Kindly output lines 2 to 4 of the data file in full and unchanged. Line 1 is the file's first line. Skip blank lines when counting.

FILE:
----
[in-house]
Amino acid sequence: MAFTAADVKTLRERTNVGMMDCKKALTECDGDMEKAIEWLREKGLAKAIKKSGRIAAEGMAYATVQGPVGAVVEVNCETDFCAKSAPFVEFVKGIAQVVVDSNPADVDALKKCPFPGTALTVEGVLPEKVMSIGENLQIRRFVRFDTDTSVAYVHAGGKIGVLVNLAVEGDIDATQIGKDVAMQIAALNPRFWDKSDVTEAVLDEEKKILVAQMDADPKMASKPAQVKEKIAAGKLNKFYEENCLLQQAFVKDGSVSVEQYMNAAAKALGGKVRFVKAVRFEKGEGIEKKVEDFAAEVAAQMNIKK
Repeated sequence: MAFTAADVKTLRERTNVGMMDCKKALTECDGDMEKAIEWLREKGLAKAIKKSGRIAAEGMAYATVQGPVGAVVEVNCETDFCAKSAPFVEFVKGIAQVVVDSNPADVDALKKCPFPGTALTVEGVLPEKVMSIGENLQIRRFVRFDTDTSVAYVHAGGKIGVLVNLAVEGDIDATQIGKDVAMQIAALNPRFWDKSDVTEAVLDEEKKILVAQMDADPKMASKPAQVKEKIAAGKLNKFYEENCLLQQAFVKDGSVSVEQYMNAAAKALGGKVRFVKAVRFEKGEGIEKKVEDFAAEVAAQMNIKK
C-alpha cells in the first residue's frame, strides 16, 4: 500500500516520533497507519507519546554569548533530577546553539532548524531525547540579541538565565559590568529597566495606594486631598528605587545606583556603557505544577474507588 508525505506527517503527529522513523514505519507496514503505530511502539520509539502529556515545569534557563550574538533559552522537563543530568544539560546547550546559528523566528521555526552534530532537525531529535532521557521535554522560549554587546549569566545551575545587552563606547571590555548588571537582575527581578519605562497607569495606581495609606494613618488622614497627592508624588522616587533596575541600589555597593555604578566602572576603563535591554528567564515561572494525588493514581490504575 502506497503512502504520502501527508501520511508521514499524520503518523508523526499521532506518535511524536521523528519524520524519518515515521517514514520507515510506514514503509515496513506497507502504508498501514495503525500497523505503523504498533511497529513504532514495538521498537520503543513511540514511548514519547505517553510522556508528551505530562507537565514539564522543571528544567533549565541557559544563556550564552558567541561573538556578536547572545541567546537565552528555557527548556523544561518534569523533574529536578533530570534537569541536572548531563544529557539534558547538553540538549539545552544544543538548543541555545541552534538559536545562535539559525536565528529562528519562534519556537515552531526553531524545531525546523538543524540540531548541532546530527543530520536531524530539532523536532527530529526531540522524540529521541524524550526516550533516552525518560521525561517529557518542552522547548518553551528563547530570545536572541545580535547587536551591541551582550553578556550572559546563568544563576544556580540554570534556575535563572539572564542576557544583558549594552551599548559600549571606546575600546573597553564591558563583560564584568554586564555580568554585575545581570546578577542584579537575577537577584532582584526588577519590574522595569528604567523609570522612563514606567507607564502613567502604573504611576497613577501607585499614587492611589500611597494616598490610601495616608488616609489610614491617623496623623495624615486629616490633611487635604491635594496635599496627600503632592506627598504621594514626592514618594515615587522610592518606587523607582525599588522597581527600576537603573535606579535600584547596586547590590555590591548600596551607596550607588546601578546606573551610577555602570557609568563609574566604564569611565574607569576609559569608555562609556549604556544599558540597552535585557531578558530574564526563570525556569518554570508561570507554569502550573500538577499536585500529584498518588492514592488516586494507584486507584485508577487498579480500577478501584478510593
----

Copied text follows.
Amino acid sequence: MAFTAADVKTLRERTNVGMMDCKKALTECDGDMEKAIEWLREKGLAKAIKKSGRIAAEGMAYATVQGPVGAVVEVNCETDFCAKSAPFVEFVKGIAQVVVDSNPADVDALKKCPFPGTALTVEGVLPEKVMSIGENLQIRRFVRFDTDTSVAYVHAGGKIGVLVNLAVEGDIDATQIGKDVAMQIAALNPRFWDKSDVTEAVLDEEKKILVAQMDADPKMASKPAQVKEKIAAGKLNKFYEENCLLQQAFVKDGSVSVEQYMNAAAKALGGKVRFVKAVRFEKGEGIEKKVEDFAAEVAAQMNIKK
Repeated sequence: MAFTAADVKTLRERTNVGMMDCKKALTECDGDMEKAIEWLREKGLAKAIKKSGRIAAEGMAYATVQGPVGAVVEVNCETDFCAKSAPFVEFVKGIAQVVVDSNPADVDALKKCPFPGTALTVEGVLPEKVMSIGENLQIRRFVRFDTDTSVAYVHAGGKIGVLVNLAVEGDIDATQIGKDVAMQIAALNPRFWDKSDVTEAVLDEEKKILVAQMDADPKMASKPAQVKEKIAAGKLNKFYEENCLLQQAFVKDGSVSVEQYMNAAAKALGGKVRFVKAVRFEKGEGIEKKVEDFAAEVAAQMNIKK
C-alpha cells in the first residue's frame, strides 16, 4: 500500500516520533497507519507519546554569548533530577546553539532548524531525547540579541538565565559590568529597566495606594486631598528605587545606583556603557505544577474507588 508525505506527517503527529522513523514505519507496514503505530511502539520509539502529556515545569534557563550574538533559552522537563543530568544539560546547550546559528523566528521555526552534530532537525531529535532521557521535554522560549554587546549569566545551575545587552563606547571590555548588571537582575527581578519605562497607569495606581495609606494613618488622614497627592508624588522616587533596575541600589555597593555604578566602572576603563535591554528567564515561572494525588493514581490504575 502506497503512502504520502501527508501520511508521514499524520503518523508523526499521532506518535511524536521523528519524520524519518515515521517514514520507515510506514514503509515496513506497507502504508498501514495503525500497523505503523504498533511497529513504532514495538521498537520503543513511540514511548514519547505517553510522556508528551505530562507537565514539564522543571528544567533549565541557559544563556550564552558567541561573538556578536547572545541567546537565552528555557527548556523544561518534569523533574529536578533530570534537569541536572548531563544529557539534558547538553540538549539545552544544543538548543541555545541552534538559536545562535539559525536565528529562528519562534519556537515552531526553531524545531525546523538543524540540531548541532546530527543530520536531524530539532523536532527530529526531540522524540529521541524524550526516550533516552525518560521525561517529557518542552522547548518553551528563547530570545536572541545580535547587536551591541551582550553578556550572559546563568544563576544556580540554570534556575535563572539572564542576557544583558549594552551599548559600549571606546575600546573597553564591558563583560564584568554586564555580568554585575545581570546578577542584579537575577537577584532582584526588577519590574522595569528604567523609570522612563514606567507607564502613567502604573504611576497613577501607585499614587492611589500611597494616598490610601495616608488616609489610614491617623496623623495624615486629616490633611487635604491635594496635599496627600503632592506627598504621594514626592514618594515615587522610592518606587523607582525599588522597581527600576537603573535606579535600584547596586547590590555590591548600596551607596550607588546601578546606573551610577555602570557609568563609574566604564569611565574607569576609559569608555562609556549604556544599558540597552535585557531578558530574564526563570525556569518554570508561570507554569502550573500538577499536585500529584498518588492514592488516586494507584486507584485508577487498579480500577478501584478510593